By Barb Arland-Fye
When a Nun on the Bus needed to be picked up at the airport, who would be a better chauffeur than the owner of a Volkswagen Beetle Bug? Because, of course, the Nun on the Bus would be a Nun in a Bug!
Here’s the story of how I, owner of a Volkswagen Beetle, ended up driving Sister Simone Campbell, leader of Nuns on the Bus and Pacem in Terris Peace and Freedom Award recipient, to Bettendorf.
Nuns on the Bus rolled out their latest tour for social justice Sept. 17 in Des Moines, Iowa, with Sr. Simone aboard. This year’s 10-state tour focuses on encouraging 100 percent voter participation in this year’s mid-term elections. The Davenport leg of the tour was scheduled for Sept. 20 so that Sr. Simone would be in town for the televised Iowa gubernatorial debate and to receive the Pacem in Terris award the following day.
But long before the bus trip, Sr. Simone had committed to participating in a workshop in Cleveland, Ohio, on Sept. 20. She caught a plane the night before in Cedar Rapids, Iowa, and hours later was back in the air headed to the Quad Cities.
She planned to join the Nuns on the Bus and other attendees viewing the televised debate at St. John Vianney Parish in Bettendorf. The debate between Gov. Terry Branstad, a Republican, and Iowa State Sen. Jack Hatch, a Democrat, was to begin at 7 p.m. Sr. Simone’s flight was to arrive at 6:56 p.m. at the Quad City International Airport. It takes longer than four minutes to travel between the airport in Moline, Ill., and Bettendorf, even without a traffic jam on the Interstate 74 bridge.
Kent Ferris, director of the Davenport Diocese’s Social Action Office, oversees the Pacem in Terris Coalition and planned to pick up Sr. Simone and take her to St. John Vianney. But he also wanted someone from the coalition to be at the church just in case of technical glitches. He wondered whether I might be willing to handle the technical duties.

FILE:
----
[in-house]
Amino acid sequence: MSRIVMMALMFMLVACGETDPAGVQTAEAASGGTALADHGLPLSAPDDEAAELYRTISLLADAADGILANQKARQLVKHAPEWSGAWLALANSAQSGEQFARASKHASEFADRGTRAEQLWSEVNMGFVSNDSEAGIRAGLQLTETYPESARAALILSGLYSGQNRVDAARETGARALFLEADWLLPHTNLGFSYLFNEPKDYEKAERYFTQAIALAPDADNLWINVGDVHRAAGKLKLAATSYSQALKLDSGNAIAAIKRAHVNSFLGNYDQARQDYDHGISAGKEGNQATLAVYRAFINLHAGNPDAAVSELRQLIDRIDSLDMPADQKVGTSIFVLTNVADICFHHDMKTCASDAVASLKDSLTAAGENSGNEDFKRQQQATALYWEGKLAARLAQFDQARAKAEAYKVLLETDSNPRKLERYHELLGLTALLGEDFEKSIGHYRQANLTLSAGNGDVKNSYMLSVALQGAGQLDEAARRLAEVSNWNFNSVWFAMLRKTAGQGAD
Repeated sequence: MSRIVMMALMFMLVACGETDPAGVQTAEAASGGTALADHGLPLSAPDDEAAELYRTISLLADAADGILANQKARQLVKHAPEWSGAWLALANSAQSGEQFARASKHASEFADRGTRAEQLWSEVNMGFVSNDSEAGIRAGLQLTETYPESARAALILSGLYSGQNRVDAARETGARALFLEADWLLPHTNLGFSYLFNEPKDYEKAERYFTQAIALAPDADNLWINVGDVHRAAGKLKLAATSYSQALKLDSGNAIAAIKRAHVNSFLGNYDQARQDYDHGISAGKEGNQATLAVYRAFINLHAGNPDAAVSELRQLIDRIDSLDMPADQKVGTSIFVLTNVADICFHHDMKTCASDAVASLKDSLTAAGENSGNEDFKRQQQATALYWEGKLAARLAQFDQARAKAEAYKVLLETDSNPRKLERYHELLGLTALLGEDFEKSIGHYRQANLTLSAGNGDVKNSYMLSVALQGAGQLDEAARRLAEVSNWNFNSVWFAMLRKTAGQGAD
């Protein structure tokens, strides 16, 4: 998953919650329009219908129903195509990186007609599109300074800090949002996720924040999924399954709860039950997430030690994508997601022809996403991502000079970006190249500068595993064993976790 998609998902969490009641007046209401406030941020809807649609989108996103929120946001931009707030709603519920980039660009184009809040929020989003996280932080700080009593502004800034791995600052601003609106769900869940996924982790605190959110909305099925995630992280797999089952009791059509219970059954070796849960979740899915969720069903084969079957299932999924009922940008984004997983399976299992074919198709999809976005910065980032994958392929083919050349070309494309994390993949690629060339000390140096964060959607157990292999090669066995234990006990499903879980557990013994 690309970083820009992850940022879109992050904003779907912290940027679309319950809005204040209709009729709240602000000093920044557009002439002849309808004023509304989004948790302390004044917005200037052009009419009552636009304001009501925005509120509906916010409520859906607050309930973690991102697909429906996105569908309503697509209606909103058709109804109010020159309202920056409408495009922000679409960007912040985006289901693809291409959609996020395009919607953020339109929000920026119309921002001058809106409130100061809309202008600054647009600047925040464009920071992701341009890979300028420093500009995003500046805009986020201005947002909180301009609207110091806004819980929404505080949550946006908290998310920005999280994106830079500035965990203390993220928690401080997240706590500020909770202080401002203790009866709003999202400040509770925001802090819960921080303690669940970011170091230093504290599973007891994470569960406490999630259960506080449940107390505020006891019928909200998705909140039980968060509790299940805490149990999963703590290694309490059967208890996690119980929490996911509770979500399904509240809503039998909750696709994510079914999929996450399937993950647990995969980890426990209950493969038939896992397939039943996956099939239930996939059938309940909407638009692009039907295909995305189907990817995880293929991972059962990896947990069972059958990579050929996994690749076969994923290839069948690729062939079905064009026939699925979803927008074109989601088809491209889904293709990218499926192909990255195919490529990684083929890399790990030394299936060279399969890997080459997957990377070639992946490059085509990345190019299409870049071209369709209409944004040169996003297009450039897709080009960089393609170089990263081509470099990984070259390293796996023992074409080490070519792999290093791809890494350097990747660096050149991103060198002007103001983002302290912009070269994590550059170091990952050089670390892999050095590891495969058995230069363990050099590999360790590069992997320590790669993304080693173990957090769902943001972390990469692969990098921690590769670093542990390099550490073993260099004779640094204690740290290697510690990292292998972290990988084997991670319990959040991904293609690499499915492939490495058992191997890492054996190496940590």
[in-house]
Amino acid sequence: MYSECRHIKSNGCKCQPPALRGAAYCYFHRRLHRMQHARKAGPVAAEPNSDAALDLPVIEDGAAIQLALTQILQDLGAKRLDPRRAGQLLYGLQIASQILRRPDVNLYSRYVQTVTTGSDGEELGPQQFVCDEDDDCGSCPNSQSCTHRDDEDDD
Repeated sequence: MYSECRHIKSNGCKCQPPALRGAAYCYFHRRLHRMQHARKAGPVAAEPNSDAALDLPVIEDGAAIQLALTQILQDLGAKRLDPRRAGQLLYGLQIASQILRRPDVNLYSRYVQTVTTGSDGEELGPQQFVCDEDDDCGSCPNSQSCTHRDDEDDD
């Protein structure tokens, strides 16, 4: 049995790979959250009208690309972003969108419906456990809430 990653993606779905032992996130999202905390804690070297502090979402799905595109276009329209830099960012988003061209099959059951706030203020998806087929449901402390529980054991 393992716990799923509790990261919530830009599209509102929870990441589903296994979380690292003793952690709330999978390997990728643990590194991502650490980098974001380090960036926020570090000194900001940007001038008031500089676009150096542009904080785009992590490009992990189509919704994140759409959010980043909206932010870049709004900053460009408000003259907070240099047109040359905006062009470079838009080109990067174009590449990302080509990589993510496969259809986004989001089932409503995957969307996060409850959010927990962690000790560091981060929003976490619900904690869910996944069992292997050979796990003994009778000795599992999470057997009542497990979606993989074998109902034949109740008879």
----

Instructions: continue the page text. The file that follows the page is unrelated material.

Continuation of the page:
Knowing that I’m a bit stronger in the area of hospitality than technology, I volunteered instead to pick up Sr. Simone while he handled technical duties. As if to persuade him, I added: “Just think, if I pick her up, she’ll be a Nun in a Bug!” Kent is a pushover for puns. I got the job.
Arriving an hour early at the airport, I pulled out my iPad to work on a story, while keeping an eye on the electronic board listing arrival and departure statuses. Sister’s plane arrived 11 minutes early and she was the first person off the plane. Kent had emailed a photo of me to Sr. Simone’s staff so that she would know who to look for. She wouldn’t have had to search too long because the number of people waiting for arriving passengers totaled around 10 — including three children!
Sr. Simone had just a carry-on bag, so we were out in the parking lot in no time. Even though we had no time to spare for such nonsense, she, a woman with a sense of humor, agreed to pose outside my Volkswagen Beetle in a slight drizzle. I had prayed on my way to the airport that everything would work out smoothly, and it did. I got a photo of a Nun by the Bug and the televised debate was just getting underway when we arrived at St. John Vianney.